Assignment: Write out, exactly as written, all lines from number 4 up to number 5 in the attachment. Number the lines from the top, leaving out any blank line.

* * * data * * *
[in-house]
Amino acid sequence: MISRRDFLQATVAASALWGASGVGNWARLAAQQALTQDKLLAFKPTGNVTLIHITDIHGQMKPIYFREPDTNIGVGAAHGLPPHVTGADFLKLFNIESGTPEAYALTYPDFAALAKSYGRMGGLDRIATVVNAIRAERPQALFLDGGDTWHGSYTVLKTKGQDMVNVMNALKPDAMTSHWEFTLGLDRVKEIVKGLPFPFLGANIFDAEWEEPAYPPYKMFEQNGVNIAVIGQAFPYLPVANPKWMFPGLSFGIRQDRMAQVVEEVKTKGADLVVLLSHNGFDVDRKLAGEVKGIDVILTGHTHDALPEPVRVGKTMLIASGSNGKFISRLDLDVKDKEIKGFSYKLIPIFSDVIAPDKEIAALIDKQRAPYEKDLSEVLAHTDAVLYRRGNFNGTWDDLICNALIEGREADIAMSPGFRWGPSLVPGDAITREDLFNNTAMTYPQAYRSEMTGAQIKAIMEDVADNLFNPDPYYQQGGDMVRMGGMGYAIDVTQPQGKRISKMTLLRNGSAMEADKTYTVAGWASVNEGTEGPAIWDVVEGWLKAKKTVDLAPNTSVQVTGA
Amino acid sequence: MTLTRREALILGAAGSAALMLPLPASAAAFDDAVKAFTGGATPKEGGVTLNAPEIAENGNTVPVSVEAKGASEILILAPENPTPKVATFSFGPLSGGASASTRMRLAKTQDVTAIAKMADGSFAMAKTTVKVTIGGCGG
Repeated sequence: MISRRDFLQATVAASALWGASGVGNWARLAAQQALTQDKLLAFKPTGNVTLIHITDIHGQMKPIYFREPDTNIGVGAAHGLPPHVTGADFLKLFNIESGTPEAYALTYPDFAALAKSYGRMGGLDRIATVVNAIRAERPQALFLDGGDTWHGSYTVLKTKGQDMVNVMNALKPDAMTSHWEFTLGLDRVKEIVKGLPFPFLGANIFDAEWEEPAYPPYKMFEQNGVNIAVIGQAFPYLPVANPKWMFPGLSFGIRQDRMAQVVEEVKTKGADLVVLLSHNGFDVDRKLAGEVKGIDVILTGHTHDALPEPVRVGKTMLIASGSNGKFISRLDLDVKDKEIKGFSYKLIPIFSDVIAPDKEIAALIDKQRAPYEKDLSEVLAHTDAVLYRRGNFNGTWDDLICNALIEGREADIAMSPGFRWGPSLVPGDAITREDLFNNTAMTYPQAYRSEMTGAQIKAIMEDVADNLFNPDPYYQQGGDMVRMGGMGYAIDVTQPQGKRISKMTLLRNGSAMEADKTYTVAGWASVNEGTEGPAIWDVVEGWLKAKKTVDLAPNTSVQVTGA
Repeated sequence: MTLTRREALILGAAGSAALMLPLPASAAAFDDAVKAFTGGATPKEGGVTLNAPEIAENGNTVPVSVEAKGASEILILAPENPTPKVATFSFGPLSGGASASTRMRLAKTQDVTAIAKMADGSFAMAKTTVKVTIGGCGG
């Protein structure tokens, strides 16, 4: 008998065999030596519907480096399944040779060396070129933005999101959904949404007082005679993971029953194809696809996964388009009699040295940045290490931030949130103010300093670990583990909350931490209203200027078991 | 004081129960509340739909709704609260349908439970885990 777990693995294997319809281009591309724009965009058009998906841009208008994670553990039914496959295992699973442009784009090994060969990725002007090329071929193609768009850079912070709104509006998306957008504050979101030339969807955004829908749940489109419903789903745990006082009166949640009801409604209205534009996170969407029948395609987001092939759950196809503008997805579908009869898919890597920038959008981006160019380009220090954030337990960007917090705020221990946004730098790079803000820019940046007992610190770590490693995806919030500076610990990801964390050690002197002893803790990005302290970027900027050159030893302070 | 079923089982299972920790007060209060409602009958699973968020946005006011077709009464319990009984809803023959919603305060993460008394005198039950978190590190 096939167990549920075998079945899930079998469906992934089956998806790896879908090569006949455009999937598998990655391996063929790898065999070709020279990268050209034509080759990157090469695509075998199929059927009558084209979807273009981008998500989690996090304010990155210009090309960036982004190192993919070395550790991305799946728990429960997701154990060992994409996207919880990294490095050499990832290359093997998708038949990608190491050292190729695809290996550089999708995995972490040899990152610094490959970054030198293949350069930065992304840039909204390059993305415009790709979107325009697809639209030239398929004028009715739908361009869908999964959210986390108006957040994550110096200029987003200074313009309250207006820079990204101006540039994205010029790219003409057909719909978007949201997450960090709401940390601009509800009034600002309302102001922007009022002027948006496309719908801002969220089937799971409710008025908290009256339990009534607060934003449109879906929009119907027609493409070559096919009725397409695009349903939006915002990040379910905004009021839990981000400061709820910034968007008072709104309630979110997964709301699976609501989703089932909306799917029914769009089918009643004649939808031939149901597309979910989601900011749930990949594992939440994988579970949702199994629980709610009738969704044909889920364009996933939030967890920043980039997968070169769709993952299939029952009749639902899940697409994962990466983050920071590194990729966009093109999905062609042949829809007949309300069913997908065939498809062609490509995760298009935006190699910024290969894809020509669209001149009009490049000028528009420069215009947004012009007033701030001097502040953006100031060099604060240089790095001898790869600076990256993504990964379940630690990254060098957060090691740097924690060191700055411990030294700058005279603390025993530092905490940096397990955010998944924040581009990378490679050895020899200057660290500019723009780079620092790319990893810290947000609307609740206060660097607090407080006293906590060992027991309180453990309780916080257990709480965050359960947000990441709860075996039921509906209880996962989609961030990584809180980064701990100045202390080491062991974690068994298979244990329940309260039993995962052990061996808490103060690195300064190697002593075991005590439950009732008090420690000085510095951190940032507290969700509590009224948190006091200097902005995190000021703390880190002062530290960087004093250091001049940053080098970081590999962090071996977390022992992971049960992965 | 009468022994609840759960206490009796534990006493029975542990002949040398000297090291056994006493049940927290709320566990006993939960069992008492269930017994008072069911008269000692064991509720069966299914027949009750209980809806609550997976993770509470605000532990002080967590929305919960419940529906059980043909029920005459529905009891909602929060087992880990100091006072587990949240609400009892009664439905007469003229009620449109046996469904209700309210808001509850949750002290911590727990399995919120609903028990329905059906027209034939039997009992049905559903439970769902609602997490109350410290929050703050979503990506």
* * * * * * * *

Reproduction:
Repeated sequence: MISRRDFLQATVAASALWGASGVGNWARLAAQQALTQDKLLAFKPTGNVTLIHITDIHGQMKPIYFREPDTNIGVGAAHGLPPHVTGADFLKLFNIESGTPEAYALTYPDFAALAKSYGRMGGLDRIATVVNAIRAERPQALFLDGGDTWHGSYTVLKTKGQDMVNVMNALKPDAMTSHWEFTLGLDRVKEIVKGLPFPFLGANIFDAEWEEPAYPPYKMFEQNGVNIAVIGQAFPYLPVANPKWMFPGLSFGIRQDRMAQVVEEVKTKGADLVVLLSHNGFDVDRKLAGEVKGIDVILTGHTHDALPEPVRVGKTMLIASGSNGKFISRLDLDVKDKEIKGFSYKLIPIFSDVIAPDKEIAALIDKQRAPYEKDLSEVLAHTDAVLYRRGNFNGTWDDLICNALIEGREADIAMSPGFRWGPSLVPGDAITREDLFNNTAMTYPQAYRSEMTGAQIKAIMEDVADNLFNPDPYYQQGGDMVRMGGMGYAIDVTQPQGKRISKMTLLRNGSAMEADKTYTVAGWASVNEGTEGPAIWDVVEGWLKAKKTVDLAPNTSVQVTGA
Repeated sequence: MTLTRREALILGAAGSAALMLPLPASAAAFDDAVKAFTGGATPKEGGVTLNAPEIAENGNTVPVSVEAKGASEILILAPENPTPKVATFSFGPLSGGASASTRMRLAKTQDVTAIAKMADGSFAMAKTTVKVTIGGCGG